Point Lookout: a free weekly publication of Chaco Canyon Consulting
Volume 15, Issue 48;   December 2, 2015: Suppressing Dissent: Part II

Suppressing Dissent: Part II

by

Disagreeing with the majority in a meeting, or in some cases, merely disagreeing with the Leader, can lead to isolation and other personal difficulties. Here is Part II of a set of tactics used by Leaders who choose not to tolerate differences of opinion, emphasizing the meeting context.
Harry S. Truman (front, second from left) and Joseph Stalin (front, left) meeting at the Potsdam Conference on July 18, 1945

Harry S. Truman (front, second from left) and Joseph Stalin (front, left) meeting at the Potsdam Conference on July 18, 1945. The Potsdam Conference had been scheduled to occur after Germany's surrender. Its purpose was to define the roles and responsibilities of the victorious allied powers with respect to administering Germany and other European nations, and to reach agreements with regard to Japan. It achieved some of its purposes, but much remained unresolved. Causes varied with the issues, but it is possible that Stalin, by this time accustomed to dealing with domestic dissent by suppressing it, was unwilling or unable to negotiate mutually agreeable terms with his allies.

Those who become accustomed to suppressing dissent sometimes experience expressions of disagreement as challenges to their personhood, even when they are merely disagreements.

Photo taken by U.S. Army obtained from the Harry S. Truman Library and Museum.

In some groups or teams, dissent can be personally risky wherever it occurs — hallway conversation, email, meetings, over lunch, wherever. Last time we described general-purpose techniques some group Leaders use to suppress dissent. In meetings, though, leaders have a wide array of tools for effectively suppressing dissent.

I'm not advocating techniques for suppressing dissent, which is almost always unwise, and probably unethical. Rather, I offer this inventory as a guide to help people recognize patterns of abuse.

Controlling the time and place of meetings
Leaders acting in good faith try to schedule meetings to enable most people to attend. If schedule or location (real or virtual) must change, they announce changes to everyone as soon as possible. Leaders who are determined to create attendance obstacles for specific people, such as Dissenters, can choose times and places accordingly. And they can distribute change announcements accordingly, too.
Controlling invitation and distribution lists
By omitting Dissenters from meeting invitation lists or email distribution lists, Leaders can reduce the probability that Dissenters will receive important information, or be able to attend meetings, whether or not the information or meeting agenda is relevant to the substance of the dissent. These schemes can thus create what appear to be performance issues for Dissenters, which can affect their stature and credibility.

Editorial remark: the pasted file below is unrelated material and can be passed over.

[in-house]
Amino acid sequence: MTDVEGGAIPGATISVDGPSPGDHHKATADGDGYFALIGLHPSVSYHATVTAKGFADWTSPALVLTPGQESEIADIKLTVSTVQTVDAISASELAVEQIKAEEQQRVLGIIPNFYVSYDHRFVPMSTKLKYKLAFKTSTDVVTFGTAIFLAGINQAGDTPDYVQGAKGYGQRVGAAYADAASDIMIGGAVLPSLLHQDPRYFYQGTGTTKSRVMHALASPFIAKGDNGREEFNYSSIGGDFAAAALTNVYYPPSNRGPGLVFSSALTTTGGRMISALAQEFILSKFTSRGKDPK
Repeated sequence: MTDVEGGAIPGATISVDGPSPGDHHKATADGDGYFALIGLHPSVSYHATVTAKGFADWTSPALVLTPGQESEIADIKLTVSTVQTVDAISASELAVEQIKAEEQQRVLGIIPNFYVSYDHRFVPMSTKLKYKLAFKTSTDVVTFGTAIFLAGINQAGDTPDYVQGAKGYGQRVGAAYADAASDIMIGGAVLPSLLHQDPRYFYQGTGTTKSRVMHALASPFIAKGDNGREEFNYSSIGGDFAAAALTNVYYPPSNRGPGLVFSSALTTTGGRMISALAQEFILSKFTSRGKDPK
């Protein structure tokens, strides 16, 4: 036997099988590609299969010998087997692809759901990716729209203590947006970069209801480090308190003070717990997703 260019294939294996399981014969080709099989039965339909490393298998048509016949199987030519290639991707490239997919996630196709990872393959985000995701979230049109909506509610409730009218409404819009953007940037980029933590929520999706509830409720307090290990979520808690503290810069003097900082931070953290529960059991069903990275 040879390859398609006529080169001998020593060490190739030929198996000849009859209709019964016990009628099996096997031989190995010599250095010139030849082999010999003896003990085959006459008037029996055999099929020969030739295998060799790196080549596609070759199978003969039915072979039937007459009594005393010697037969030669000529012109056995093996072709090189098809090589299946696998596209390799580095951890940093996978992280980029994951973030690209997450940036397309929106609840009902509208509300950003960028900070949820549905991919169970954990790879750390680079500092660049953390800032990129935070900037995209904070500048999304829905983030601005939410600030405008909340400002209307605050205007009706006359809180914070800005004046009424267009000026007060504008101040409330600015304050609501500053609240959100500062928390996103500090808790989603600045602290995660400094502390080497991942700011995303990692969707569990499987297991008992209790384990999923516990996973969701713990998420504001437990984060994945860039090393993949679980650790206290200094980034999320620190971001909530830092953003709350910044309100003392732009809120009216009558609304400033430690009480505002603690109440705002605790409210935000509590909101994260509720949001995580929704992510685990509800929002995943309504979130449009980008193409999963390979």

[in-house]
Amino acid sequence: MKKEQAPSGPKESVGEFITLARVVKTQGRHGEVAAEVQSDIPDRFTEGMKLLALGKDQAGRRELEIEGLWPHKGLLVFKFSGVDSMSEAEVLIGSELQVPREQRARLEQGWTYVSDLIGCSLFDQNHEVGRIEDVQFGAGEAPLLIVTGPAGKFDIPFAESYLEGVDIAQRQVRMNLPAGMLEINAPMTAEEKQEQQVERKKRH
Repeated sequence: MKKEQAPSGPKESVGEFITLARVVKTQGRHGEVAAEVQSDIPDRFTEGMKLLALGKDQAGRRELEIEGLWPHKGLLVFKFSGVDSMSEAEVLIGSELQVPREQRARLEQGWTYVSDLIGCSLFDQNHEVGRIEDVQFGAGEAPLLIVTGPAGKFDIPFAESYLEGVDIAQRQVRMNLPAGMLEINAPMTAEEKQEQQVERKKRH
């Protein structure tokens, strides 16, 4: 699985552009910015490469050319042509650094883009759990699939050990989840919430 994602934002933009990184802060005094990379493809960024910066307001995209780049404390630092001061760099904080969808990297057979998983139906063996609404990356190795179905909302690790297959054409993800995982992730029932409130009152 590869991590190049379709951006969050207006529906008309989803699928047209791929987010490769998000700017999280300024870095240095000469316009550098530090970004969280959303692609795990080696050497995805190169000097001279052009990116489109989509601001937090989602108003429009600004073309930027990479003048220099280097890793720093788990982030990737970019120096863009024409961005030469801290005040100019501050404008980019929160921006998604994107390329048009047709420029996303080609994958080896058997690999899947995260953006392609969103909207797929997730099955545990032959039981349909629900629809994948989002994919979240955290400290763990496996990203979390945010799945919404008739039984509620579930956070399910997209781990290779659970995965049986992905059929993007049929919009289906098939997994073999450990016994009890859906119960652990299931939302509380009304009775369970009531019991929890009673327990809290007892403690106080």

Abusing agenda responsibility
Leaders, who are typically responsible for meeting agendas, can adjust agendas to the disadvantage of Dissenters. Scheduling items so as to make Dissenters' own schedules more difficult, or allocating too little time to Dissenters' items, can create obstacles for Dissenters.
Abusing the parking lot
The Those who become accustomed to
suppressing dissent sometimes
experience expressions of
disagreement as challenges
to their personhood
"parking lot" is a list of topics that arise during a meeting, but which aren't closely enough related to the agenda to warrant immediate attention. The Leader can arrange to "park" any points Dissenters raise, whether or not they're eligible for parking according to the usual criteria. And after the meeting, instead of dealing with the Dissenter's parked items, the Leader can arrange for them to be quietly ignored. For more about the parking lot, see "Using the Parking Lot," Point Lookout for September 12, 2007.
Abusing the facilitator's prerogatives
Many Leaders also facilitate their own meetings. As facilitators, they can influence the flow of their meetings by recognizing attendees who wish to comment or contribute to the discussion. They can decide what comments are germane, and they can interrupt contributors. When a contributor is speaking, and another attendee interrupts, Leaders can be selective about halting such interruptions. Although people generally frown upon arbitrariness in exercising the facilitator's prerogatives, in most organizations, attendees can't do much more. Objecting to a Leader's meeting management practices can be risky.

Although Leaders probably are best able to suppress dissent, just about anyone can take steps to do so. Watch for examples around you. First in this series  Go to top Top  Next issue: Clearing Conflict Fog  Next Issue

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